Earth Consultants

Applying Lean Six Sigma to the Environment

EC 048: How 8 Wastes Impact the Environment

4 min read

In this podcast, I share a snippet of a talk from the Master Brewers Association of America Northwest District Spring Meeting. I spoke as part of Lean Portland, along with Matt Horvat and Maria Grzanka.

The full presentation is available on podcast and video.



Our Lean Portland group was asked to speak at the Master Brewers Association of America, Northwest District spring meeting. This is May 11, 2019. I took a little snippet of my section of the presentation where I talked about the eight wastes and how it ties to environmental impacts. I think I’ve shared that before, but added a couple of different examples to that, so I thought I’d share that. It’s just a couple of minutes long, but I thought you might enjoy. Thanks.

How many of you have seen these wastes before? Some of you? Okay. One thing I thought that was really cool was that these also line up with sustainability efforts and environmental impacts as well. If you have inventory, you need space. That means you need a bigger building and if you’re building something new or expanding, that’s going to require materials. And then you’ve got to heat and maybe cool and light the space and that’s going to cost money and have an environmental impact as well. By cutting down the inventory and letting things move through your facility faster, that will require less actual space. Or you can, as we were talking about, can you modify the process to reduce the time or delay expanding or having to move to a new facility by looking at the route and flow of your work.

Another thing is transportation. If you are having to move and transport things around a lot, that may require packaging material – the plastics and wraps and cardboard boxes and containers and all those things that have a material impact. Someone’s got to make those, and there’s raw materials that are consumed and used up in that. And then you have defects and, obviously, you have to deal with the defects and dispose of it and get rid of it and that can have a cost to it as well. Or it can be sent down the drain and have to be processed and treated so there may be chemicals involved to have to deal with it.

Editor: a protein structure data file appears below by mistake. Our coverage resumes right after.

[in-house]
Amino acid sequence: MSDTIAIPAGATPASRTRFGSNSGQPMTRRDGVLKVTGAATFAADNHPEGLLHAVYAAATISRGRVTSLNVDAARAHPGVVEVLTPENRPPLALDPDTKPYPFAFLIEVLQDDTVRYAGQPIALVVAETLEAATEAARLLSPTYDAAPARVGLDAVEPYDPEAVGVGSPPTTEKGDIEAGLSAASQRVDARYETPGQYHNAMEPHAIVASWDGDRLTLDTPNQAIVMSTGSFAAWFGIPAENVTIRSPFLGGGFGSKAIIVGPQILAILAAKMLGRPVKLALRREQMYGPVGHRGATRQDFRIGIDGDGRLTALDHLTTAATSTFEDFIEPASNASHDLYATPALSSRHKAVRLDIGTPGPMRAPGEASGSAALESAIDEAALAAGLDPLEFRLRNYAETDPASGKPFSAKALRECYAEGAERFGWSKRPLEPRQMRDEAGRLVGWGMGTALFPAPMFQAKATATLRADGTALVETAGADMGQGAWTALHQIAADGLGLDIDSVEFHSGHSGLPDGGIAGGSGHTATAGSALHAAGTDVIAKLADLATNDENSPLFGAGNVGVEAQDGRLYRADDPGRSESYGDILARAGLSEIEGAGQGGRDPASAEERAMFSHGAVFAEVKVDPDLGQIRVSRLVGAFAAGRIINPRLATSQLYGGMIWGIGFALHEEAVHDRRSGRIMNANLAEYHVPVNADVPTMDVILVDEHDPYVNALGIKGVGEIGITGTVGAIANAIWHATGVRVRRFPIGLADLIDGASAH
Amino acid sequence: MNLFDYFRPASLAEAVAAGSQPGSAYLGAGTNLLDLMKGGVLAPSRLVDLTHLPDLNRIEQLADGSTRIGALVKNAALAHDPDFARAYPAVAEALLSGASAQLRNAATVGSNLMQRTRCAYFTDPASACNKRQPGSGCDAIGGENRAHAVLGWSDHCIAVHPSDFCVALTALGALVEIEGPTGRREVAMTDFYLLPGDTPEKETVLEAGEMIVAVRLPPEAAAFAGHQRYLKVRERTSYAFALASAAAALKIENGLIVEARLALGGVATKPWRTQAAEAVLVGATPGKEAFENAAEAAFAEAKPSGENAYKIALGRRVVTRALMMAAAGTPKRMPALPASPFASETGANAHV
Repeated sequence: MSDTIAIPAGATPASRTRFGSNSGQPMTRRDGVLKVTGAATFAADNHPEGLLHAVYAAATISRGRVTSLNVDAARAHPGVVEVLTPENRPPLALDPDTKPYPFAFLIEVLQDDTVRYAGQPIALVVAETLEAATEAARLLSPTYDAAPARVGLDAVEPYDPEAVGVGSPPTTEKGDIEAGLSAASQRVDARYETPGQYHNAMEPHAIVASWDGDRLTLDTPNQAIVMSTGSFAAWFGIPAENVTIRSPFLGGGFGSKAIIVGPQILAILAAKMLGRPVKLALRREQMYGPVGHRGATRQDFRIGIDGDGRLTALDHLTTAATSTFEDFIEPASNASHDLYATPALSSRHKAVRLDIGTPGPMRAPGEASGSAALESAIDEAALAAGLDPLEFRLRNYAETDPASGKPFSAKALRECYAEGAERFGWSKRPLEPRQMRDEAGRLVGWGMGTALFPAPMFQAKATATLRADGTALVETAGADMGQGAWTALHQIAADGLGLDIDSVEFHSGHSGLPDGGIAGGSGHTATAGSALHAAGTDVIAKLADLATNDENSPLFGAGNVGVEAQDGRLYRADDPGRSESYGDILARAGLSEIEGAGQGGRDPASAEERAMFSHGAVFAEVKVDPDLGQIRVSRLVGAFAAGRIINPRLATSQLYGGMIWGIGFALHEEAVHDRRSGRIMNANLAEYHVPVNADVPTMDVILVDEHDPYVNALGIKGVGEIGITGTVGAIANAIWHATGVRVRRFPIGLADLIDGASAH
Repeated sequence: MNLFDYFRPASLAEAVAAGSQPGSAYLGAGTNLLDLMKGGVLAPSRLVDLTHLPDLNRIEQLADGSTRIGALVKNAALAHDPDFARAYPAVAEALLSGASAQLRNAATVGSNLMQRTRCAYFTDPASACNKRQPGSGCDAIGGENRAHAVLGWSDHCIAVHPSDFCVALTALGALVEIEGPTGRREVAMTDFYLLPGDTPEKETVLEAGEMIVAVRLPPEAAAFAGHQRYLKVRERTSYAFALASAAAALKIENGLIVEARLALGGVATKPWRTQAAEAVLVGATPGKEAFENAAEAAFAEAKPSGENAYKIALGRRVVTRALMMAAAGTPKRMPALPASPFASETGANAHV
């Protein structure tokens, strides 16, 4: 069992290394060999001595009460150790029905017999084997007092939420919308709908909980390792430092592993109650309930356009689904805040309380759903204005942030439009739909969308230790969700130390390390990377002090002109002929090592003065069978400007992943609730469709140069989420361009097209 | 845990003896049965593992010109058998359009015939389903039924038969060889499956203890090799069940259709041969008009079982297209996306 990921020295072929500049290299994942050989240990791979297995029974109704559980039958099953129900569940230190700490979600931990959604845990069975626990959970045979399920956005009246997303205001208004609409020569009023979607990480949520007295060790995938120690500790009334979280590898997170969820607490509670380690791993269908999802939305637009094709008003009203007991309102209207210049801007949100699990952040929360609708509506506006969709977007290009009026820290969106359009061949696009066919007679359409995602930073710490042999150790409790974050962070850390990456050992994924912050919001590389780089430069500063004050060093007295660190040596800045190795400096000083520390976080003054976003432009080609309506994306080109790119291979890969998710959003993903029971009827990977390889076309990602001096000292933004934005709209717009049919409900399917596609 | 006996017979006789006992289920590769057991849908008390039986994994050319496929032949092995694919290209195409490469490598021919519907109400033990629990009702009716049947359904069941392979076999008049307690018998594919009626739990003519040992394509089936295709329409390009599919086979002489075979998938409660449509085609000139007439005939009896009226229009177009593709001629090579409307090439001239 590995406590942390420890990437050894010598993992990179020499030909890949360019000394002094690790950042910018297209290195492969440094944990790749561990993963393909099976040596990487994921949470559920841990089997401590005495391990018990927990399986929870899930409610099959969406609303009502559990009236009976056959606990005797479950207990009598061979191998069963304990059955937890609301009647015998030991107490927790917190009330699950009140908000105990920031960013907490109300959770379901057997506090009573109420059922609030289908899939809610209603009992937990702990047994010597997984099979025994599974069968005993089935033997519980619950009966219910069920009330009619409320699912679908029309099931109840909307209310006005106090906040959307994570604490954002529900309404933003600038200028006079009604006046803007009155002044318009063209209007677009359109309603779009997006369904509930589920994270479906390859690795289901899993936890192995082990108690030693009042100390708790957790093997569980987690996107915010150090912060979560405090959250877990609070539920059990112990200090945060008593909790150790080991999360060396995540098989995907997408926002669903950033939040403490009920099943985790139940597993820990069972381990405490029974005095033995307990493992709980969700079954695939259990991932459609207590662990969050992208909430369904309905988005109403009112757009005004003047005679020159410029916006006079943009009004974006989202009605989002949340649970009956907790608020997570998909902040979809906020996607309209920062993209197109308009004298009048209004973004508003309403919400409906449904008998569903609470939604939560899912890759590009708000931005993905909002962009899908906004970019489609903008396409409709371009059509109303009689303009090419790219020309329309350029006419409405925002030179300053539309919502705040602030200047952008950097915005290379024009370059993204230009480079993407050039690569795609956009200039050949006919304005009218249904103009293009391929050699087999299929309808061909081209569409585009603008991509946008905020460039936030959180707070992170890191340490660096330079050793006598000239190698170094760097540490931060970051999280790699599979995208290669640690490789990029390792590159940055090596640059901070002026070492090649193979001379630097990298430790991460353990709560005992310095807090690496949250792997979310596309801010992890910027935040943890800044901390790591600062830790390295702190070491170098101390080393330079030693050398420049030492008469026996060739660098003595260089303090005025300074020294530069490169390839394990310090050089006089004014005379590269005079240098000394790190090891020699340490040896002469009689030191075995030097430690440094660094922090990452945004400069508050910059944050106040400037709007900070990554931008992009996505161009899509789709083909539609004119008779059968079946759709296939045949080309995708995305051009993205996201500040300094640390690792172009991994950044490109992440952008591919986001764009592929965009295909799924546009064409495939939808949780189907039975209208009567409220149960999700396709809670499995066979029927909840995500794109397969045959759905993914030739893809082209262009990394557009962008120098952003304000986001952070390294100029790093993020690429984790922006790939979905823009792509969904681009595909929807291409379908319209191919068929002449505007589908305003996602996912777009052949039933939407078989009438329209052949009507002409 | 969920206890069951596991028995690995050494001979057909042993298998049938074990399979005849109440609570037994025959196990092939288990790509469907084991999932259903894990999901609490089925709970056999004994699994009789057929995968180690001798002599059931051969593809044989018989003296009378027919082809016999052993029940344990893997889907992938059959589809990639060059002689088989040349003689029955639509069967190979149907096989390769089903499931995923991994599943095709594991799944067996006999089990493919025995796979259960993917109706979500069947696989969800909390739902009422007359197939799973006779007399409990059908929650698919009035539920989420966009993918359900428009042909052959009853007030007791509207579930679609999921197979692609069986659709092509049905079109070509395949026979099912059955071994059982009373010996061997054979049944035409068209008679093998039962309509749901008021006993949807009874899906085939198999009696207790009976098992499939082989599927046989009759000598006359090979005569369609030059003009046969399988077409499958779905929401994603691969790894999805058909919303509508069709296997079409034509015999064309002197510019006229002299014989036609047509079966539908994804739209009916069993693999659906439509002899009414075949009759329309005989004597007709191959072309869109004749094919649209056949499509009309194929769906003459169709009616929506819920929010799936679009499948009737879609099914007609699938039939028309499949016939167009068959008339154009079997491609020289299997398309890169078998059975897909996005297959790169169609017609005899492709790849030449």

And so when we’re waiting, things can expire and things can go bad and you can have to throw things out and so you order too early. One of the common things we run across is bulk buying and saying, “I can get a really good deal if I buy a lot of this up front.” But then if I don’t have processes that deal with it quickly, it has the risk of going bad. When we look back, we took up a lot of space to store all of this that we got a good deal on, but did we actually get the money’s worth at the end of the day or not when we had to deal with the loss that we had and the extra cost of carrying around and the money that wasn’t in our bank account was tied up in that inventory? Those are some of the questions will ask a lot.

I went to a [Habitat for Humanity] Restore yesterday and they have clothing that they’re selling out, just like Goodwill does, and so that was a big area of their whole warehouse was taken up on clothing. We were trying to help them figure out how to process those [clothes] faster so that it doesn’t take up so much space because they have lots of things coming through the door and they’re kind of getting overwhelmed in a good way. So, usually, inventory is the first thing we look for when we’re looking for opportunities, but these all are tied back to environmental impacts as well.

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